LA County declines to charge man recorded attacking pro-Palestine protesters at UCLA, refers case to city attorney’s office

The Los Angeles County District Attorney’s Office on Friday declined to charge Edan On, the 18-year-old accused of attacking pro-Palestinian protesters at UCLA in April, citing insufficient evidence and referring the case to the Los Angeles City Attorney’s Office for misdemeanor filing consideration.

On was identified by his mother to CNN as the man in a white hoodie attacking protesters with a long pole in videos distributed across social media. He was arrested on suspicion of felony assault in May.

“Our office has completed a thorough review of the incident involving Mr. Edan On who allegedly assaulted another protestor,” Los Angeles County District Attorney George Gascón said in a Friday news release.

“We cannot establish beyond a reasonable doubt that Mr. On’s conduct directly caused the victim’s injury. There is no evidence to suggest that Mr. On was working in collaboration with any other individuals; and our investigation found no proof of conspiracy or any organized effort by Mr. On related to the incident,” the district attorney added.

“Given these factors, we believe that the appropriate course of action is to refer the matter to the Los Angeles City Attorney’s Office, which will consider misdemeanor filing.”

CNN was the first to identify On, along with other counterprotesters, through a review of hundreds of hours of video, social media posts and interviews. Video shows the 18-year-old striking a pro-Palestinian protester with a pole and continuing to strike him even when he was down, as fellow counterprotesters piled on.

The UCLA Police Department previously confirmed On was on the UCLA campus on April 30 and “was seen on video assaulting encampment occupants with a wooden pole.” He was arrested by UCLA Police in Beverly Hills on May 23 and released on $30,000 bail the next day.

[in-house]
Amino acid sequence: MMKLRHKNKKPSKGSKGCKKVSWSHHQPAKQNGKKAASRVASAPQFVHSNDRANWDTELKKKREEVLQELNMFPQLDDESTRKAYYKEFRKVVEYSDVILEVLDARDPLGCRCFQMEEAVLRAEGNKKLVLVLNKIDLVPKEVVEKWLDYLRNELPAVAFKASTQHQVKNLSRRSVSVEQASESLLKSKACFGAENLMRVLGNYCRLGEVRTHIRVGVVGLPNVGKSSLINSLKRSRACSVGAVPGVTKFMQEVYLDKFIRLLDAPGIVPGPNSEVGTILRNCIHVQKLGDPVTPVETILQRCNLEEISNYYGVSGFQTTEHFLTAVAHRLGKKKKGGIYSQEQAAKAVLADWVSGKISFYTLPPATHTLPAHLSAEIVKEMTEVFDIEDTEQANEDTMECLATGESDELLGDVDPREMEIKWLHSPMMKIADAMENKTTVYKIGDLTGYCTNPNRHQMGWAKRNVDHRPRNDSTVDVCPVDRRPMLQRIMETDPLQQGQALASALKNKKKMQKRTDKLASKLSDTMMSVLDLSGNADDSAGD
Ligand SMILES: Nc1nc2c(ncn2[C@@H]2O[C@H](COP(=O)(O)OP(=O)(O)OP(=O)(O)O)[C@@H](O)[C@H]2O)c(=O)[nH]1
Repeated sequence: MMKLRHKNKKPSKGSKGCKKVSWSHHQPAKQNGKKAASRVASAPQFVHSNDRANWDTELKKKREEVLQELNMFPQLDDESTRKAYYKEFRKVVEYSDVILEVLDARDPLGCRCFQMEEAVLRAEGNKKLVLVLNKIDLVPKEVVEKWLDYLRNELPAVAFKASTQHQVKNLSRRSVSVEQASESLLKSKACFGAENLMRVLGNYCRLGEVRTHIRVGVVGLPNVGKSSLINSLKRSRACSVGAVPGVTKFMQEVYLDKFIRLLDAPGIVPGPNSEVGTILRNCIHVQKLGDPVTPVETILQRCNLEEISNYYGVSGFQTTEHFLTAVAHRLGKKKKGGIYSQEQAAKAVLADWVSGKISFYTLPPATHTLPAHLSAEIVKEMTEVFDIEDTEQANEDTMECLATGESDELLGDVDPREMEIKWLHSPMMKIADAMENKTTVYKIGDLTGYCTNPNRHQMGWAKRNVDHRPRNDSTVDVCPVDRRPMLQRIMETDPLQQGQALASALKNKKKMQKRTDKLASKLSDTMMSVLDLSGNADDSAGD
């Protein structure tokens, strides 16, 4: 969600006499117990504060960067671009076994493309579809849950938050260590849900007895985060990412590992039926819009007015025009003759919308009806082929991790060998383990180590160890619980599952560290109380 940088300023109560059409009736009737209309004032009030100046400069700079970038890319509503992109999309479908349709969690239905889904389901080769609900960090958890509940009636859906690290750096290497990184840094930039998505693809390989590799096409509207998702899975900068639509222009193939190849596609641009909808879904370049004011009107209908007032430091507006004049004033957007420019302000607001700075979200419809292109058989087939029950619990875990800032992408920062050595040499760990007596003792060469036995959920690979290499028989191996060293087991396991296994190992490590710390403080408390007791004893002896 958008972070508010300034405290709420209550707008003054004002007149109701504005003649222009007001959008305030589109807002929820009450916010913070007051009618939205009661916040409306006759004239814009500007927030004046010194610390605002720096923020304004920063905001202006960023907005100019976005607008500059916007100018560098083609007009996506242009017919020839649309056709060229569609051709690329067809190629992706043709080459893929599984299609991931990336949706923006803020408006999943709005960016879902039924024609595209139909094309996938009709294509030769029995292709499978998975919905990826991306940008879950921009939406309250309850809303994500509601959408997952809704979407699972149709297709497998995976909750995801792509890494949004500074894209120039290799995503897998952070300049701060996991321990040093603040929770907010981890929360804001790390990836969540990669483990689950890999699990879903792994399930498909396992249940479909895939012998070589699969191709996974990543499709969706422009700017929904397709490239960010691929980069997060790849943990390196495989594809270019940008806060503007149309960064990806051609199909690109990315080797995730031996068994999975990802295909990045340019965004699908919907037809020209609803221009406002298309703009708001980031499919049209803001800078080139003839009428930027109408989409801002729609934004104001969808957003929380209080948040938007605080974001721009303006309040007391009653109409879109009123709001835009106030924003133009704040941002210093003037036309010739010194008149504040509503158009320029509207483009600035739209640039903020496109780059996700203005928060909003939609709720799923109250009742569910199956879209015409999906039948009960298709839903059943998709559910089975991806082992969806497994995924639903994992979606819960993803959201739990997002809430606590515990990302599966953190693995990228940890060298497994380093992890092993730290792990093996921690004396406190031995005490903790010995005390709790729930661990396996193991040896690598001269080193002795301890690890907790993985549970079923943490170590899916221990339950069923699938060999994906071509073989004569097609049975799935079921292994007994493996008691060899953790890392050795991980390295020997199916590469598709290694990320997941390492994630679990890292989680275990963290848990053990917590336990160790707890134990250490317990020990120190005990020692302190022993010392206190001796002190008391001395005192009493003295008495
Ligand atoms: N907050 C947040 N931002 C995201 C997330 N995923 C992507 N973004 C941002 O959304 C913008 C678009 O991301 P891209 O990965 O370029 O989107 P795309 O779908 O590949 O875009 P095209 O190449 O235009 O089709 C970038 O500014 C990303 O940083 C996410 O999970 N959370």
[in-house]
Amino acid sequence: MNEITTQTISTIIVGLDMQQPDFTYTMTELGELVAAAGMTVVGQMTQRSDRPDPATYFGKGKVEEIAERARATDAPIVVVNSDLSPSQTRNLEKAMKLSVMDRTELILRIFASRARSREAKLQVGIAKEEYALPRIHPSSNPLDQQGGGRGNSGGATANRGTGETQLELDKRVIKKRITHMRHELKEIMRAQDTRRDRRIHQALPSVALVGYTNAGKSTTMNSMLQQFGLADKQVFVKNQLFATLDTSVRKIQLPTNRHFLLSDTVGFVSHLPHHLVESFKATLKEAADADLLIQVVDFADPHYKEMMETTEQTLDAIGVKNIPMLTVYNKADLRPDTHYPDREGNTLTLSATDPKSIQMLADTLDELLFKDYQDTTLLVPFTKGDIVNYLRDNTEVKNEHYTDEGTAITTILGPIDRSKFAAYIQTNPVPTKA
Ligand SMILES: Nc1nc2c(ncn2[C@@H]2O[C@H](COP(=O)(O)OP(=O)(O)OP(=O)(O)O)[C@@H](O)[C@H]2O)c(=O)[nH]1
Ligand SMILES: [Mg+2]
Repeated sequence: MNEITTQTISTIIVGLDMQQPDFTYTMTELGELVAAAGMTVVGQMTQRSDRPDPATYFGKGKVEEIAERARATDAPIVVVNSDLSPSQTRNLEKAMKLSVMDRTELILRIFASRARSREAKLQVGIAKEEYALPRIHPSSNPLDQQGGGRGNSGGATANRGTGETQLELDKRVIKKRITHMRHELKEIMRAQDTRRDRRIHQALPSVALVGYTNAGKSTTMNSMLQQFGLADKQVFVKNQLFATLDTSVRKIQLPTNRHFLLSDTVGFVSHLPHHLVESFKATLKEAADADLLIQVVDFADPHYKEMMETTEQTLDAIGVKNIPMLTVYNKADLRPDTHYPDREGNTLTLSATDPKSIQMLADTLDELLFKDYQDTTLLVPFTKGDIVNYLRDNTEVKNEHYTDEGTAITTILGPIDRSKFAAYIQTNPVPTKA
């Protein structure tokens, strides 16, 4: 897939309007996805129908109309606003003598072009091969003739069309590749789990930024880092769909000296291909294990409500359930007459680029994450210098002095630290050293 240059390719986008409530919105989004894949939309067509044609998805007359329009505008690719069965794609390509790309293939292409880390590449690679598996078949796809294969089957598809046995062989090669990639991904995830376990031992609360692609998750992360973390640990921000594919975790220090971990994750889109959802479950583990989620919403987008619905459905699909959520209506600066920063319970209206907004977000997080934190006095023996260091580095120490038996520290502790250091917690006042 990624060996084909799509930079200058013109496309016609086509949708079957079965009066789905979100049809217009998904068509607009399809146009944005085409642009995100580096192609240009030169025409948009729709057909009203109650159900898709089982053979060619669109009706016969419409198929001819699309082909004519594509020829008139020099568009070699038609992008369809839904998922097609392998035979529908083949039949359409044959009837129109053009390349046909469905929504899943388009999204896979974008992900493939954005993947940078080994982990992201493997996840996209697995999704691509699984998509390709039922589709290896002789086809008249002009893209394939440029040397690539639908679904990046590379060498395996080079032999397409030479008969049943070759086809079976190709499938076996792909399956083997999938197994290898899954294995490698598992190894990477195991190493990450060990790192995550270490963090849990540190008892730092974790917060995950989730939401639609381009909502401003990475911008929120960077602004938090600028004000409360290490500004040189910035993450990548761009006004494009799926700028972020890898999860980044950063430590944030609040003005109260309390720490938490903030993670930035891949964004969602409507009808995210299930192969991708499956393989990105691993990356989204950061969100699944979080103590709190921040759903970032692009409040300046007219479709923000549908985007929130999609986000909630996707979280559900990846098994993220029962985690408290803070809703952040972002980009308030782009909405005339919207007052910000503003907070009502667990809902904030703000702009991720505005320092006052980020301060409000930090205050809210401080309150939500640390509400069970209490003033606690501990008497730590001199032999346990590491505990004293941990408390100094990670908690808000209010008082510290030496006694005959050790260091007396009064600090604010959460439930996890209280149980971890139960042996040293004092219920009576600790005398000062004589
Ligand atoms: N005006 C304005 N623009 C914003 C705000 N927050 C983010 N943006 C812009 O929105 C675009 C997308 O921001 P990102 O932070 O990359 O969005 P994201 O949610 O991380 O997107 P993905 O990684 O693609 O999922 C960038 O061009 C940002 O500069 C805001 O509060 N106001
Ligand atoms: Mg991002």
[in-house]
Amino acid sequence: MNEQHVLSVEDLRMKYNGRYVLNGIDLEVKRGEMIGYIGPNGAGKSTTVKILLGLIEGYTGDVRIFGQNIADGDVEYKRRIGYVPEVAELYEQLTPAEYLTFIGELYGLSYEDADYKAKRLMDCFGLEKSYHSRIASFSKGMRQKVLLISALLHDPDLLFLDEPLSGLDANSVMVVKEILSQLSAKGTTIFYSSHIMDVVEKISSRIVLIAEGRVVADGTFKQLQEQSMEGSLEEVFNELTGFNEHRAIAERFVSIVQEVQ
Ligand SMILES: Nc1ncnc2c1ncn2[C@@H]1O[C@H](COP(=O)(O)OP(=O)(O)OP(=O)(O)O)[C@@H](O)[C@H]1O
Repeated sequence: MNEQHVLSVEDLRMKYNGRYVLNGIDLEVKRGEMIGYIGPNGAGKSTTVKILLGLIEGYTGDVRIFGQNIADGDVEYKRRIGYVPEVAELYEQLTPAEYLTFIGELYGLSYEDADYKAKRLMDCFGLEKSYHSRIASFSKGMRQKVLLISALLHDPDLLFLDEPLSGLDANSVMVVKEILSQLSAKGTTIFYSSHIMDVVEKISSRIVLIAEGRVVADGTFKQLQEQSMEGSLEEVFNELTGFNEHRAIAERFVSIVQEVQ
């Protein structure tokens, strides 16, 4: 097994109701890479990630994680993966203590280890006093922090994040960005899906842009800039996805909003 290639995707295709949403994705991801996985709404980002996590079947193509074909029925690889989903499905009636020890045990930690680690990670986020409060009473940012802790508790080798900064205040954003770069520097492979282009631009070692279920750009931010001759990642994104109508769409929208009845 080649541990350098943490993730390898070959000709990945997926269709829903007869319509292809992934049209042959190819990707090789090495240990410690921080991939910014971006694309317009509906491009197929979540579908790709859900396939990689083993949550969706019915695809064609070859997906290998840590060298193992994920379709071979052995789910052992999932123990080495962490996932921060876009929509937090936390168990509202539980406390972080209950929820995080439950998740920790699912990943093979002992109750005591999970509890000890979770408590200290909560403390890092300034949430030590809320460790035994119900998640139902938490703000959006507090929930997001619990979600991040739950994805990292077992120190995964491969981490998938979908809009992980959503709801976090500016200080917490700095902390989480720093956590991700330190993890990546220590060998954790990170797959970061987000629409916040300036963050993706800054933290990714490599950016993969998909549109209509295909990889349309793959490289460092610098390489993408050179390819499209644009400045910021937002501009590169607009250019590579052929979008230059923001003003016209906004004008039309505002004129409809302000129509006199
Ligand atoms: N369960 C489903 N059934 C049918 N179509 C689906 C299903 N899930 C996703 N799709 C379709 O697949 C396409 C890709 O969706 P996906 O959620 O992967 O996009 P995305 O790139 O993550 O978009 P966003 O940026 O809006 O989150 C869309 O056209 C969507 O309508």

On’s mother initially boasted in a now-deleted social media post about her son’s participation in the violent event, circling an image of him and writing “he is all over the news channels.” She later told CNN her son denied being at UCLA that night.

Law enforcement stood by for hours as counterprotesters attacked the encampment, one of dozens that erupted at college campuses to protest Israel’s war in Gaza. While law enforcement did not track injuries fro m the attack, the encampment’s organizers previously said at least 25 protesters were taken to local emergency rooms for treatment for their injuries from April 30, which included fractures, severe lacerations and chemical-induced injuries.

On is the first individual facing charges in connection with the violent attack. A criminal investigation into the events on April 30 at the UCLA campus is ongoing, according to the district attorney’s office.

The district attorney’s news release says “one other matter involving the UCLA demonstration has been presented to the office and is currently under review.”

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